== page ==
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QR factorization

returns
the R part of the QR decomposition `R`

= qr(`A`

)```
A
= Q*R
```

. Here, `A`

is an *m*-by-*n* matrix, `R`

is
an *m*-by-*n* upper triangular matrix,
and `Q`

is an *m*-by-*m* unitary
matrix.

`[`

returns an upper triangular
matrix `Q`

,`R`

,`P`

]
= qr(`A`

)`R`

, a unitary matrix `Q`

,
and a permutation matrix `P`

, such that ```
A*P
= Q*R
```

. If all elements of `A`

can be
approximated by the floating-point numbers, then this syntax chooses
the column permutation `P`

so that `abs(diag(R))`

is
decreasing. Otherwise, it returns `P = eye(n)`

.

`[`

returns
an upper triangular matrix `C`

,`R`

,`P`

]
= qr(`A`

,`B`

)`R`

, a matrix `C`

,
such that `C = Q'*B`

, and a permutation matrix `P`

,
such that `A*P = Q*R`

. If all elements of `A`

can
be approximated by the floating-point numbers, then this syntax chooses
the permutation matrix `P`

so that `abs(diag(R))`

is
decreasing. Otherwise, it returns `P = eye(n)`

. Here, `A`

and `B`

must
have the same number of rows.

`C`

, `R`

, and `P`

represent
the solution of the matrix equation `A*X = B`

as ```
X
= P*(R\C)
```

.

`___ = qr(___,'econ')`

returns
the "economy size" decomposition. If `A`

is an `m`

-by-`n`

matrix
with `m > n`

, then `qr`

computes
only the first `n`

columns of `Q`

and
the first `n`

rows of `R`

. For ```
m
<= n
```

, the syntaxes with `'econ'`

are
equivalent to the corresponding syntaxes without `'econ'`

.

When you use `'econ'`

, `qr`

always
returns the permutation information as a vector `p`

.

You can use `0`

instead of `'econ'`

.
For example, `[Q,R] = qr(A,0)`

is equivalent to ```
[Q,R]
= qr(A,'econ')
```

.

`___ = qr(___,'real')`

assumes
that input arguments and intermediate results are real, and therefore,
suppresses calls to `abs`

and `conj`

.
When you use this flag, `qr`

assumes that all symbolic
variables represent real numbers. When using this flag, ensure that
all numeric arguments are real numbers.

Use `'real'`

to avoid complex conjugates in
the result.

Compute the R part of the QR decomposition
of the `4`

-by-`4`

Wilkinson's eigenvalue
test matrix.

Create the `4`

-by-`4`

Wilkinson's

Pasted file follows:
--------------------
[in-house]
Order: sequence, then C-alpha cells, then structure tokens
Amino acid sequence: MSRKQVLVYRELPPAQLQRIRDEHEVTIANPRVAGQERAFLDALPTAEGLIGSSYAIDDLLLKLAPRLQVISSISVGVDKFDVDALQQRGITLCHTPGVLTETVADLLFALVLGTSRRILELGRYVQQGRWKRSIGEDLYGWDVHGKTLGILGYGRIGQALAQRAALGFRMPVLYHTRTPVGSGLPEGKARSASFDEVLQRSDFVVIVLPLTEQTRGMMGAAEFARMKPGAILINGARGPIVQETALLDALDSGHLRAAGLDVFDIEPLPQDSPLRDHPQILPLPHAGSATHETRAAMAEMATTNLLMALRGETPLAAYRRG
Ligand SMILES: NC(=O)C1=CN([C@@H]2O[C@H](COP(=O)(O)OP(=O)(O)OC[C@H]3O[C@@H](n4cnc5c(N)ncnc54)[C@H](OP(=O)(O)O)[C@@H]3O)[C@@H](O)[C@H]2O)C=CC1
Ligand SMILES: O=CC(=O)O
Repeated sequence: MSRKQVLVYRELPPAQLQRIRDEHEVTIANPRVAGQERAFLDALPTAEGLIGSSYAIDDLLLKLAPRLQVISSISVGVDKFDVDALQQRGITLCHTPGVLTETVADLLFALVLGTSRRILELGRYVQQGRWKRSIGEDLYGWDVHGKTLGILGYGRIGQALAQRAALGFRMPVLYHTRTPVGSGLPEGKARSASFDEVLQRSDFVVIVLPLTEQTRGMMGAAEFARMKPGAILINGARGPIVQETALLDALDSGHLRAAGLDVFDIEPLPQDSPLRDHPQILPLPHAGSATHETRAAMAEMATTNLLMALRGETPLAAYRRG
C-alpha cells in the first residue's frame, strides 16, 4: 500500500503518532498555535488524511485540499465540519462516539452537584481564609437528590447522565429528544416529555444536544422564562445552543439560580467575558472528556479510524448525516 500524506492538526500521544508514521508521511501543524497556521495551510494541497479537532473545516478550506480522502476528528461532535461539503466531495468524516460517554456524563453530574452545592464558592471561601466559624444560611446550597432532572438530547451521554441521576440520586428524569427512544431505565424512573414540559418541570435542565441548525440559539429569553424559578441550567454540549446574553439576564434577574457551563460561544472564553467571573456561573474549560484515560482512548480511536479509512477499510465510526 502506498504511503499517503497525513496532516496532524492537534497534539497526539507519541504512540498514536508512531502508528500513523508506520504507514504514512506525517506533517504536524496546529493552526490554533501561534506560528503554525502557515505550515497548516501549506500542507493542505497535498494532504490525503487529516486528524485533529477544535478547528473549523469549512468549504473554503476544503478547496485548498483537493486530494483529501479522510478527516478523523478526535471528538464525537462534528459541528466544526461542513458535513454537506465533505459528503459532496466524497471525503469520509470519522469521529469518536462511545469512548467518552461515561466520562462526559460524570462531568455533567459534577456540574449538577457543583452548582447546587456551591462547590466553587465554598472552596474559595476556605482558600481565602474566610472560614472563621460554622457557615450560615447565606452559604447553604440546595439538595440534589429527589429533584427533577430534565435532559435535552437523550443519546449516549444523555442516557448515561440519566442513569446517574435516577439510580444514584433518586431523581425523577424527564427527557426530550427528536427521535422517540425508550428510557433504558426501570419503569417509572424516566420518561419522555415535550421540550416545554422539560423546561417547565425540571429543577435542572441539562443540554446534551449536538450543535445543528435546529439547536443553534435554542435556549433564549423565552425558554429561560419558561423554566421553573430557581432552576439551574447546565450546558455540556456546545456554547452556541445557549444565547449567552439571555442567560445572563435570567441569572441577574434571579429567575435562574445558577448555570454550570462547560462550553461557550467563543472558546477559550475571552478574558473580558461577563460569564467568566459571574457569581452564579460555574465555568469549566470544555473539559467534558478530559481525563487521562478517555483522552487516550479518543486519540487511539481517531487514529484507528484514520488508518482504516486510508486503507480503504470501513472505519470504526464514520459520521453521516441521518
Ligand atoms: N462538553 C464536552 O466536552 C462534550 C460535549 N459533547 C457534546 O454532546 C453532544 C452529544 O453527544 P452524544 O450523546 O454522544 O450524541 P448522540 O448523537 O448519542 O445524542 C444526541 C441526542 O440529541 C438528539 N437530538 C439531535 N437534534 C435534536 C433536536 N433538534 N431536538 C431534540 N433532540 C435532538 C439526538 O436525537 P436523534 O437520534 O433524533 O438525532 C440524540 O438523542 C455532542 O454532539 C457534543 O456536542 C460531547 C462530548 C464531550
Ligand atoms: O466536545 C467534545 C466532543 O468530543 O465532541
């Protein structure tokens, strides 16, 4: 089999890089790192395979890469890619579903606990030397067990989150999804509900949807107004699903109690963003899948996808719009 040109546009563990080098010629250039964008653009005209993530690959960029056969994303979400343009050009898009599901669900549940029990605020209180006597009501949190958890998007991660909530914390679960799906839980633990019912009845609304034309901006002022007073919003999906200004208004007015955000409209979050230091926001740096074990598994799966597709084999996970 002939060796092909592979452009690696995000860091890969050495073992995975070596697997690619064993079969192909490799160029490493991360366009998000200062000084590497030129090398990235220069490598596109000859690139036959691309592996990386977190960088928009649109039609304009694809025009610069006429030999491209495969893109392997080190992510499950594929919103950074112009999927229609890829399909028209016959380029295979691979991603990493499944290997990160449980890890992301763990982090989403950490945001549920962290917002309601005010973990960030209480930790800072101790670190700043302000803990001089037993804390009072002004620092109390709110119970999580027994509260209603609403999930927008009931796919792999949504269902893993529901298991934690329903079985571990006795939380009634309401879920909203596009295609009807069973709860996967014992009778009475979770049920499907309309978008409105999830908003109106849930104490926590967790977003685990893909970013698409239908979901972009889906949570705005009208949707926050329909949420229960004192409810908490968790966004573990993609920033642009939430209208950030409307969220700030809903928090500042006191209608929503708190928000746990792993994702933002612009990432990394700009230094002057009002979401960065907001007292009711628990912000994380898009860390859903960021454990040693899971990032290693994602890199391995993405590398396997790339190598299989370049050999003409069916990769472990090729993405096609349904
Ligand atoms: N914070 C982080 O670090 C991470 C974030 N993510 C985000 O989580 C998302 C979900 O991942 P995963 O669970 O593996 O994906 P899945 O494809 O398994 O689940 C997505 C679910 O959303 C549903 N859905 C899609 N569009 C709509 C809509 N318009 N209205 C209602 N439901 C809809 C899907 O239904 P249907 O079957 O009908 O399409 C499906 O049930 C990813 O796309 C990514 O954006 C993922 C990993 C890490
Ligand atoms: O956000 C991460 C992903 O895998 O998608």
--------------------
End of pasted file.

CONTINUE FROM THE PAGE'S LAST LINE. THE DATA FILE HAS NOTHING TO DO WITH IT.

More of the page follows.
eigenvalue test matrix:

A = sym(wilkinson(4))

A = [ 3/2, 1, 0, 0] [ 1, 1/2, 1, 0] [ 0, 1, 1/2, 1] [ 0, 0, 1, 3/2]

Use the syntax with one output argument to return the R part of the QR decomposition without returning the Q part:

R = qr(A)

R = [ 13^(1/2)/2, (4*13^(1/2))/13, (2*13^(1/2))/13, 0] [ 0, (13^(1/2)*53^(1/2))/26, (10*13^(1/2)*53^(1/2))/689, (2*13^(1/2)*53^(1/2))/53] [ 0, 0, (53^(1/2)*381^(1/2))/106, (172*53^(1/2)*381^(1/2))/20193] [ 0, 0, 0, (35*381^(1/2))/762]

Compute the QR decomposition of the `3`

-by-`3`

Pascal
matrix.

Create the `3`

-by-`3`

Pascal
matrix:

A = sym(pascal(3))

A = [ 1, 1, 1] [ 1, 2, 3] [ 1, 3, 6]

Find the `Q`

and `R`

matrices
representing the QR decomposition of `A`

:

[Q,R] = qr(A)

Q = [ 3^(1/2)/3, -2^(1/2)/2, 6^(1/2)/6] [ 3^(1/2)/3, 0, -6^(1/2)/3] [ 3^(1/2)/3, 2^(1/2)/2, 6^(1/2)/6] R = [ 3^(1/2), 2*3^(1/2), (10*3^(1/2))/3] [ 0, 2^(1/2), (5*2^(1/2))/2] [ 0, 0, 6^(1/2)/6]

Verify that `A = Q*R`

using `isAlways`

:

isAlways(A == Q*R)

ans = 3×3 logical array 1 1 1 1 1 1 1 1 1

Using permutations helps increase numerical
stability of the QR factorization for floating-point matrices. The `qr`

function
returns permutation information either as a matrix or as a vector.

Set the number of significant decimal digits, used for variable-precision
arithmetic, to 10. Approximate the `3`

-by-`3`

symbolic
Hilbert matrix by floating-point numbers:

previoussetting = digits(10); A = vpa(hilb(3))

A = [ 1.0, 0.5, 0.3333333333] [ 0.5, 0.3333333333, 0.25] [ 0.3333333333, 0.25, 0.2]

First, compute the QR decomposition of `A`

without
permutations:

[Q,R] = qr(A)

Q = [ 0.8571428571, -0.5016049166, 0.1170411472] [ 0.4285714286, 0.5684855721, -0.7022468832] [ 0.2857142857, 0.6520863915, 0.7022468832] R = [ 1.166666667, 0.6428571429, 0.45] [ 0, 0.1017143303, 0.1053370325] [ 0, 0, 0.003901371573]

Compute the difference between `A`

and `Q*R`

.
The computed `Q`

and `R`

matrices
do not strictly satisfy the equality `A*P = Q*R`

because
of the round-off errors.

A - Q*R

ans = [ -1.387778781e-16, -3.989863995e-16, -2.064320936e-16] [ -3.469446952e-18, -8.847089727e-17, -1.084202172e-16] [ -2.602085214e-18, -6.591949209e-17, -6.678685383e-17]

To increase numerical stability of the QR decomposition, use
permutations by specifying the syntax with three output arguments.
For matrices that do not contain symbolic variables, expressions,
or functions, this syntax triggers pivoting, so that `abs(diag(R))`

in
the returned matrix `R`

is decreasing.

[Q,R,P] = qr(A)

Q = [ 0.8571428571, -0.4969293466, -0.1355261854] [ 0.4285714286, 0.5421047417, 0.7228063223] [ 0.2857142857, 0.6776309272, -0.6776309272] R = [ 1.166666667, 0.45, 0.6428571429] [ 0, 0.1054092553, 0.1016446391] [ 0, 0, 0.003764616262] P = 1 0 0 0 0 1 0 1 0

Check the equality `A*P = Q*R`

again. QR factorization
with permutations results in smaller round-off errors.

A*P - Q*R

ans = [ -3.469446952e-18, -4.33680869e-18, -6.938893904e-18] [ 0, -8.67361738e-19, -1.734723476e-18] [ 0, -4.33680869e-19, -1.734723476e-18]